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Charles Darwin is best known for his work as a naturalist, developing a theory of evolution to explain biological change.
Charles Darwin dreamed of traveling the world and an opportunity presented itself with Captain Fitzroy and the HMS Beagle.
At age 50 Darwin revealed the theory of evolution in the Origin of Species.
Charles Darwin found himself in a dilemma knowing that Emma, his wife and devout Christian, would have difficulty accepting his evolutionary views.
Charles Darwin's books finally begin to gain acceptance in the public and intellectual communities helping Darwin overcome his mental anguish.
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Naturalist Charles Darwin was born in Shrewsbury, England, on February 12, 1809. In 1831, he embarked on a five-year survey voyage around the world on the HMS Beagle. His studies of specimens around the globe led him to formulate his theory of evolution and his views on the process of natural selection. In 1859, he published On the Origin of Species. He died on April 19, 1882, in London.
A man who dares to waste one hour of time has not discovered the value of life.
Naturalist Charles Robert Darwin was born on February 12, 1809, in the tiny merchant town of Shrewsbury, England. He was the second youngest of six children. Darwin came from a long line of scientists. His father, Dr. R.W. Darwin, was as a medical doctor, and his grandfather, Dr. Erasmus Darwin, was a renowned botanist. Darwin’s mother, Susanna, died when he was only 8 years old. Darwin was a child of wealth and privilege who loved to explore nature.
In October 1825, at age 16, Darwin enrolled at Edinburgh University along with his brother Erasmus. Two years later, Charles Darwin became a student at Christ’s College in Cambridge. His father hoped he would follow in his footsteps and become a medical doctor, but the sight of blood made Darwin queasy. His father suggested he study to become a parson instead, but Darwin was far more inclined to study natural history.
While Darwin was at Christ's College, botany professor John Stevens Henslow became his mentor. After Darwin graduated Christ’s College with a bachelor of arts degree in 1831, Henslow recommended him for a naturalist’s position aboard the HMS Beagle. The ship, commanded by Captain Robert FitzRoy, was to take a five-year survey trip around the world. The voyage would prove the opportunity of a lifetime for the budding young naturalist.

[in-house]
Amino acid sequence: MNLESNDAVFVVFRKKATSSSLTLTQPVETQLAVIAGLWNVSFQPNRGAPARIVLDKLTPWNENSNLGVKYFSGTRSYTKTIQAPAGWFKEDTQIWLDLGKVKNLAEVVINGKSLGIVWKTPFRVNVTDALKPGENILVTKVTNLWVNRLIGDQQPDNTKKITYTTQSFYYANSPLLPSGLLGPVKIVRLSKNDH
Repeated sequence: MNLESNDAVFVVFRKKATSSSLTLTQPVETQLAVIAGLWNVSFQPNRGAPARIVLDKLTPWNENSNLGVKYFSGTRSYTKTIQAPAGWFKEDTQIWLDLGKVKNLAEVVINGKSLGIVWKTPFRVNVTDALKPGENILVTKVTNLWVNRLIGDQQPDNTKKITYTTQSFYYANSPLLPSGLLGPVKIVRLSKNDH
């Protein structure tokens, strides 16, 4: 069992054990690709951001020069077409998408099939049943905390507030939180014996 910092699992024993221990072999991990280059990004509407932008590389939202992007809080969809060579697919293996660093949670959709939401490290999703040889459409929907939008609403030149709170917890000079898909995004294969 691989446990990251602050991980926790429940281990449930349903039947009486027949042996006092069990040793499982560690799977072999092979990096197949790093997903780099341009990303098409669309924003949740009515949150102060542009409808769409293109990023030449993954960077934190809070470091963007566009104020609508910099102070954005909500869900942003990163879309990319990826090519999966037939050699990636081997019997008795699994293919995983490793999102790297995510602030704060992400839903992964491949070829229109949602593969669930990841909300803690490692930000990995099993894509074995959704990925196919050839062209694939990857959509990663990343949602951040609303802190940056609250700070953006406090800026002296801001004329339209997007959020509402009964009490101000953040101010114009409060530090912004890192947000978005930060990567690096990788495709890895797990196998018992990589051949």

On December 27, 1831, the HMS Beagle launched its voyage around the world with Darwin in tow. Over the course of the trip, Darwin collected a variety of natural specimens, including birds, plants and fossils. Through hands-on research and experimentation, he had the unique opportunity to closely observe principles of botany, geology and zoology. The Pacific Islands and Galapagos Archipelago were of particular interest to Darwin, as was South America.
Upon his return to England in 1836, Darwin began to write up his findings in the Journal of Researches, published as part of Captain FitzRoy’s larger narrative and later edited into the Zoology of the Voyage of the Beagle. The trip had a monumental affect on Darwin’s view of natural history. He began to develop a revolutionary theory about the origin of living beings that was contrary to the popular view of other naturalists at the time.
Darwin’s exposure to specimens all over the globe raised important questions. Other naturalists believed that all species either came into being at the start of the world, or were created over the course of natural history. In either case, the species were believed to remain much the same throughout time.
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